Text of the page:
With roughly $314 million guaranteed by property owners, local school districts are planning for enhanced facilities at all grade levels – or, in the case of Enumclaw, watching a new building take shape.
It was Feb. 9 of this year when the Sumner, White River and Carbonado districts celebrated passage of bond measures. That was 10 months after bond boosters in Enumclaw had their measure approved. In each case, the district requests received at least 60 percent support.
As the first to take action, Enumclaw School District patrons are the first to begin paying for new facilities. The district’s property owners approved a request of about $68 million and began paying, in the form of property taxes, at the beginning of this year. Combined with an $18 million state grant, all the work is expected to cost about $86 million.
Property owners in the other three districts will begin paying in a few weeks, with the beginning of 2017. In Sumner, voters authorized a request for $145.6 million; in White River, the total was nearly $99 million; and in the small Carbonado district gave their blessing to a $1.75 million request.
Here’s a look at where the dollars will be spent and an anticipated timeline.
Enumclaw School District
Of the four districts with bond money to spend and schedules to keep, Enumclaw is the furthest along – having proposed its bond nearly a year ahead of the rest.
As soon as it was possible, the district leveled the old Black Diamond Elementary building and prepared the J.J. Smith building in Enumclaw to house students this school year. Now, a new Black Diamond Elementary is springing to life in anticipation of greeting students in the fall of 2017.
Exterior walls are up, roofing is an ongoing project and mechanical/electrical work is progressing.
Total project cost – including demolition of the old school and construction of a new 51,190-squat-foot facility – was estimated at somewhere between $12.2 million and $13.5 million.
The other major project has started at Enumclaw High School, where work isn’t quite as dramatic as in Black Diamond. But the biggest part of the EHS project is still to come.
The first step was billed as Phase 0, with work primarily occurring in the 1000 building. Additionally, portables were made ready for students who will be displaced during coming demolition.
Beginning with the new year, work crews will tear down the 100, 200 and 300 buildings and Phase I of construction will begin. The heart of campus will emerge as a two-story on the south side of the EHS campus, with construction blending into areas that were remodeled in 2000. Phase I construction will continue into 2018 and Phase 2 will stretch into 2019.
White River School District
The back side of the White River High campus will be home to major work beginning next month. The stadium – which was built without extras, due to financial constraints – will see serious upgrades. It’s anticipated the work will extend throughout much of the year, but be finished in time for the fall 2017 season.
When Hornet fans head to the first home football game in the fall, they will see additional paved parking and a new ticket gate. Once inside, guests will notice new, covered grandstands on the “home” side of the field. Under the stands will be a new concession stand and new restrooms. Also under the stands will be a storage area, a training room and a team room where players can watch video and meet.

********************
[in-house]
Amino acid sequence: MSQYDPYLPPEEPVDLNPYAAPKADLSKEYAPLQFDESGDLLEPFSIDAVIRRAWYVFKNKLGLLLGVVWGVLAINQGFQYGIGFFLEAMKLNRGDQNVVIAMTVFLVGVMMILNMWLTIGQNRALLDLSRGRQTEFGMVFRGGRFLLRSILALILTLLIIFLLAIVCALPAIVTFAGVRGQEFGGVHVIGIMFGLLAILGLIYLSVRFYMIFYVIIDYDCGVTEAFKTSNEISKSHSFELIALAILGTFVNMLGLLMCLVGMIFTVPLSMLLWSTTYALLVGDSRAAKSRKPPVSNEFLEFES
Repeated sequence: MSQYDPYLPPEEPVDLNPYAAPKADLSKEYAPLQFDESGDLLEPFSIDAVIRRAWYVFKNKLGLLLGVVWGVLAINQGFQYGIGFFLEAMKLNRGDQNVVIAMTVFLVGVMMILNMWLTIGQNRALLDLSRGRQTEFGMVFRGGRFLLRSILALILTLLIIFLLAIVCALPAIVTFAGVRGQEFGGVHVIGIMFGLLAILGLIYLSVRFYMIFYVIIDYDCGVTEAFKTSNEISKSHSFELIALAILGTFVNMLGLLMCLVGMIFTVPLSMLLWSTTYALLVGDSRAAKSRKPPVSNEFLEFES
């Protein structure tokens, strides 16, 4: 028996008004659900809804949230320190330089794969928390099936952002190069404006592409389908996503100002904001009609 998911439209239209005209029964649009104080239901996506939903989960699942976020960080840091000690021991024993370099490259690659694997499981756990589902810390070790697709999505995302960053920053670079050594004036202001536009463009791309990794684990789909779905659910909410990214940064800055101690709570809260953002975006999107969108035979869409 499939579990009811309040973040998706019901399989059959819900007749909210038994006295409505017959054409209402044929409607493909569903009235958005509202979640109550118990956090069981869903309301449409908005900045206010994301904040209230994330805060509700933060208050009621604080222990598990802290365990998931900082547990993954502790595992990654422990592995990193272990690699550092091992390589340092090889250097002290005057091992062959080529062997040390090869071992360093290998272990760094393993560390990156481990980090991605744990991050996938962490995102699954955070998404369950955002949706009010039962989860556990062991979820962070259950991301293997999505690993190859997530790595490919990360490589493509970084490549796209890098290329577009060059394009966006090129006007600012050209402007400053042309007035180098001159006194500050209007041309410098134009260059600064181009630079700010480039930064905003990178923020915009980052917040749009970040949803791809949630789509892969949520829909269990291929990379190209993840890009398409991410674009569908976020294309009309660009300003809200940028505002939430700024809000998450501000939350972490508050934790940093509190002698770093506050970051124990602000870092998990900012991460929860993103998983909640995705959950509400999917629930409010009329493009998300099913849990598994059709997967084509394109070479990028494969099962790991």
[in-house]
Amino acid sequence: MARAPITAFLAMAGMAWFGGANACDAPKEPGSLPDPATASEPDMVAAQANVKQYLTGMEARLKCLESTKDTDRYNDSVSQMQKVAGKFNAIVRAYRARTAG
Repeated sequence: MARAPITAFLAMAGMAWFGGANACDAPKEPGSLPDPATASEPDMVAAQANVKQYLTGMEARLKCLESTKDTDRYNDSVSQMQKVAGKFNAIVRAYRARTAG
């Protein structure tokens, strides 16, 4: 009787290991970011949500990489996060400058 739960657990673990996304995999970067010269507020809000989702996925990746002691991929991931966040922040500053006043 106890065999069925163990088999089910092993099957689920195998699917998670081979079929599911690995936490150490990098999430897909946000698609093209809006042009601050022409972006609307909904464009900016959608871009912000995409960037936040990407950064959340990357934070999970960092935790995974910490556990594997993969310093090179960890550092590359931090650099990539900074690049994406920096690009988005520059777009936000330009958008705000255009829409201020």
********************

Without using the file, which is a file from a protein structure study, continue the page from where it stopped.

A major element in the White River bond measure was additions and upgrades to both Elk Ridge Elementary School and Glacier Middle School. Both are in the heart of Buckley and come in response to both aging facilities and a coming demand for additional students.
Architects are drawing up plans to add 10 classrooms at Elk Ridge, with construction expected to begin in the summer of 2017. Phase 2 of construction should begin in the summer of 2018 with completion slated for the spring of 2019.
Construction at Glacier Middle School should begin during the summer of 2018 and will be phased to allow students to remain on campus during construction. Work includes the replacement of about 75 percent of the existing buildings.
Additional parking and improvements to Sheets Field will also be part of the project.
The biggest impact on students is likely to come at Wilkeson Elementary, where the historic nature of the sandstone structure provides an element wrinkle to construction plans.
To expedite the process and save money, students will be transported to the former White River Middle School during the 2017-18 school year.
Sumner School District
As the fastest-growing school district in Pierce County, Sumner promoted its bond measure as a way to keep up with educational demands and provide adequate space for perhaps 2,000 additional students during the next decade.
Early on the agenda are the Valley Early Learning Center, a new elementary school to primarily serve the Tehaleh development and the replacement of Emerald Hills Elementary School. They are to be completed by fall 2018. The ELC has a projected price tag of $19.2 million and the elementary school projects are estimated at $28 million each.
Also with a fall 2018 completion date is an expansion project at Bonney Lake High School, a $14.6 million project.
A few years down the road – but still financed with bond money – are expansion projects at Sumner High and Mountain View Middle School.